Cars / Braking
Brake System - Cars
The brake system for motor vehicles is a device which inhibits motion. The brake is the opposite component of the clutch. The brake system uses friction to convert kinetic energy into heat. The braking system is a combination of many elements such as brake discs, brake drums, brake pads, brake calipers, brake cylinder, oil pipes or hoses, servo system, brake pump, cylinder and much more.
All vehicles have a brake system of a similar type and device. Brake discs are usually made of cast iron, but may in some cases be made of carbon or ceramic composite materials. To stop the rotation of the wheels, the brake discs are squeezed by brake pads mounted on a device called a brake caliper, which are located on both sides of the disc.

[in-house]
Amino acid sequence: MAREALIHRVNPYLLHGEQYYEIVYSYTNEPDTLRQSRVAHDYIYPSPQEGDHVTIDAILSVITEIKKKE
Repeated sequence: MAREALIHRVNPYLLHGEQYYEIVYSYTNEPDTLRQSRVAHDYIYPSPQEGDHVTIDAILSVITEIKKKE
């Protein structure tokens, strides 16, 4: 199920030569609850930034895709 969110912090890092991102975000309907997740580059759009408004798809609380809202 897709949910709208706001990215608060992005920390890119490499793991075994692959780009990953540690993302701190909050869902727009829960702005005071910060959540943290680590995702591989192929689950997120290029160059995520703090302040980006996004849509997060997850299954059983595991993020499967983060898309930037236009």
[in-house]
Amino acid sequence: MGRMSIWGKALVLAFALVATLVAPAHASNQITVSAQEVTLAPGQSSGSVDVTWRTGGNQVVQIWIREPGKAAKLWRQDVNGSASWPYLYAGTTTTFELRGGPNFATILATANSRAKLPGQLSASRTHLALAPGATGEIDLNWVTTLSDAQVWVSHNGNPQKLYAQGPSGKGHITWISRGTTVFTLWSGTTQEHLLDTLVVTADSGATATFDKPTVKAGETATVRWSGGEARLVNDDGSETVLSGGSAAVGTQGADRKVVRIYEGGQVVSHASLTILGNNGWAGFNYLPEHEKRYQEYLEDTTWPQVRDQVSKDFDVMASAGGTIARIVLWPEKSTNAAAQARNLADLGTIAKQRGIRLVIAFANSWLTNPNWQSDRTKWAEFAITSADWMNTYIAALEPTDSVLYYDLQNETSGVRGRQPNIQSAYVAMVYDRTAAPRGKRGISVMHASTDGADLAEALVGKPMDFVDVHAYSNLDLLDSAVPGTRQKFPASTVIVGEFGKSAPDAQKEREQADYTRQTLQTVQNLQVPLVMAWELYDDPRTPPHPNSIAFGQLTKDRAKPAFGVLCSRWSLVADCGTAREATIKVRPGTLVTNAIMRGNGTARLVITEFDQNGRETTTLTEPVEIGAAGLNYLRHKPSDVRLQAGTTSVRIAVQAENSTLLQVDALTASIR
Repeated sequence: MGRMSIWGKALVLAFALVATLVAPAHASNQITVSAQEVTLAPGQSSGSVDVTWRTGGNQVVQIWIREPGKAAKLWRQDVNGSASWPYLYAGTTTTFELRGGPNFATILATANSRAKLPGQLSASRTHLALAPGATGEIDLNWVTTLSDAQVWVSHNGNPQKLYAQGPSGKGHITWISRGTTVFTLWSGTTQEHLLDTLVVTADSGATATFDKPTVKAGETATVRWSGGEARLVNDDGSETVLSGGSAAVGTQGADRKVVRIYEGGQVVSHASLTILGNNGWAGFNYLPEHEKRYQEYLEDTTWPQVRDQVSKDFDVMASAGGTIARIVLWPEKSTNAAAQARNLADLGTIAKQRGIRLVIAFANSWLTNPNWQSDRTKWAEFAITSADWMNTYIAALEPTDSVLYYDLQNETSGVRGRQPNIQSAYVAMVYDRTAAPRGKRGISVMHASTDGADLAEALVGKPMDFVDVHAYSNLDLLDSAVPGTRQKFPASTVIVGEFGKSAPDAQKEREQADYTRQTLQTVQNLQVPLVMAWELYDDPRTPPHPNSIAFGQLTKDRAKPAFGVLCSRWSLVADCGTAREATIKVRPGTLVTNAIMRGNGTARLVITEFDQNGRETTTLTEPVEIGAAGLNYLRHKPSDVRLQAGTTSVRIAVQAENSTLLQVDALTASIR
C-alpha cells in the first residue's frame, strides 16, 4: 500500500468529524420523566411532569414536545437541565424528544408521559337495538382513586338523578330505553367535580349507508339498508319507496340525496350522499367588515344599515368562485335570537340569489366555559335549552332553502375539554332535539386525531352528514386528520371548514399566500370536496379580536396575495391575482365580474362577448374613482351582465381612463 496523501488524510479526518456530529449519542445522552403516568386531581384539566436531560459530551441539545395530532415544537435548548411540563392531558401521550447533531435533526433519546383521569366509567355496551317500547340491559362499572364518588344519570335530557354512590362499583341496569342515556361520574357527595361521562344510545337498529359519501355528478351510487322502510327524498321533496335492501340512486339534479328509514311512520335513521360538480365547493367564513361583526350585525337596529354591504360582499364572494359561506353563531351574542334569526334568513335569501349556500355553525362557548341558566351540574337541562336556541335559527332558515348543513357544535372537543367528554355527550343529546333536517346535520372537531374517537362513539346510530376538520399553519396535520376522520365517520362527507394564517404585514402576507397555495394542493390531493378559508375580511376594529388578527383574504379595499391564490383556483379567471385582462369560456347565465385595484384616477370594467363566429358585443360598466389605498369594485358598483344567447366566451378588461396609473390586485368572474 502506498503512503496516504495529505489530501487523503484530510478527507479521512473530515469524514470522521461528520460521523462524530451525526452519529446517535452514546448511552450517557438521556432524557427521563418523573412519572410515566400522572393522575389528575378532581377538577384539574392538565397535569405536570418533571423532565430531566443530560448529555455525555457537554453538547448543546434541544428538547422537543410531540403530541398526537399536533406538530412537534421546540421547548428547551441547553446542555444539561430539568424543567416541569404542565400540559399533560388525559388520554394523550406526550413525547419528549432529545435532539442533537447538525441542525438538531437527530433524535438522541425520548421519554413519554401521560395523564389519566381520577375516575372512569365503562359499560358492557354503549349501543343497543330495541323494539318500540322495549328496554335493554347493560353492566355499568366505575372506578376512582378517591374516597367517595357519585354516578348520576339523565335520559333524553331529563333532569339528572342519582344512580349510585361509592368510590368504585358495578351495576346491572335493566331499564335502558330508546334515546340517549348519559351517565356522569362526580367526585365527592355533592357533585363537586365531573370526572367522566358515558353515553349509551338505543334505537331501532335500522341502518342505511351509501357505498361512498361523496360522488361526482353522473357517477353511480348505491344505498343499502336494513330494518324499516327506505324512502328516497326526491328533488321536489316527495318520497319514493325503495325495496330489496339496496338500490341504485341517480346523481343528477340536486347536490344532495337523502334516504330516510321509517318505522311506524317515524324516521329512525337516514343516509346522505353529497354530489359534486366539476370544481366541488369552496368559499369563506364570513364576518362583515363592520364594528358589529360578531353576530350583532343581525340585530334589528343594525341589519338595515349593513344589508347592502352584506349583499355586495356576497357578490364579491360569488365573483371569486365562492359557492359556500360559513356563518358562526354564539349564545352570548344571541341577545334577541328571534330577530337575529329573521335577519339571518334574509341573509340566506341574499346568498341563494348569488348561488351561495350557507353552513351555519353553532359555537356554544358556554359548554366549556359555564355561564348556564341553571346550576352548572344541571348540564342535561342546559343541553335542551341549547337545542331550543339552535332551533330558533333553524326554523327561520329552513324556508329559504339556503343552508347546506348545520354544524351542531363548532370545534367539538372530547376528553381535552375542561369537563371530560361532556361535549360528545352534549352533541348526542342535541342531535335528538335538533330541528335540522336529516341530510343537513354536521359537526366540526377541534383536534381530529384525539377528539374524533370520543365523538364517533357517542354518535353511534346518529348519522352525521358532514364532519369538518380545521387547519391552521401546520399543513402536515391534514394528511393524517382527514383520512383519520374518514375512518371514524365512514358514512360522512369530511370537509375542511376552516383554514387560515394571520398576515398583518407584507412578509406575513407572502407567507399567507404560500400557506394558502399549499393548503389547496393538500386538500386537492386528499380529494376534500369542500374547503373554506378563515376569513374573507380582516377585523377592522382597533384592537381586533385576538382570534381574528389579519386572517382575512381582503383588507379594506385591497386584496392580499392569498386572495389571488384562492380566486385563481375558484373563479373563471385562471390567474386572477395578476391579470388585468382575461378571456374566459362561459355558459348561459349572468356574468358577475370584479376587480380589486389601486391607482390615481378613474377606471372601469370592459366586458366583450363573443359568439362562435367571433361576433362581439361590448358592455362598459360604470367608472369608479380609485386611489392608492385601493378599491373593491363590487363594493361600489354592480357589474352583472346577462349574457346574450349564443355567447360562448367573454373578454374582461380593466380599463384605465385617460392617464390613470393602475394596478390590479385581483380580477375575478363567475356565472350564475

Friction slows down the speed of rotation to varying degrees, depending on the pressure applied. As mentioned earlier, frictional heat is produced. When the brake discs and pads become too hot, their effectiveness is lowered. Compared to drum brakes, disc brakes offer better stopping power for the vehicle because it is easier to cool.
The most effective and popular disc braking systems are applied in sports cars. As you know, these cars demand more braking performance. The discs are now commonly used in most cars, although many others use drum brakes on the rear wheels to keep costs and weight down. As the front brakes perform the majority of the braking effort, this can be a reasonable compromise.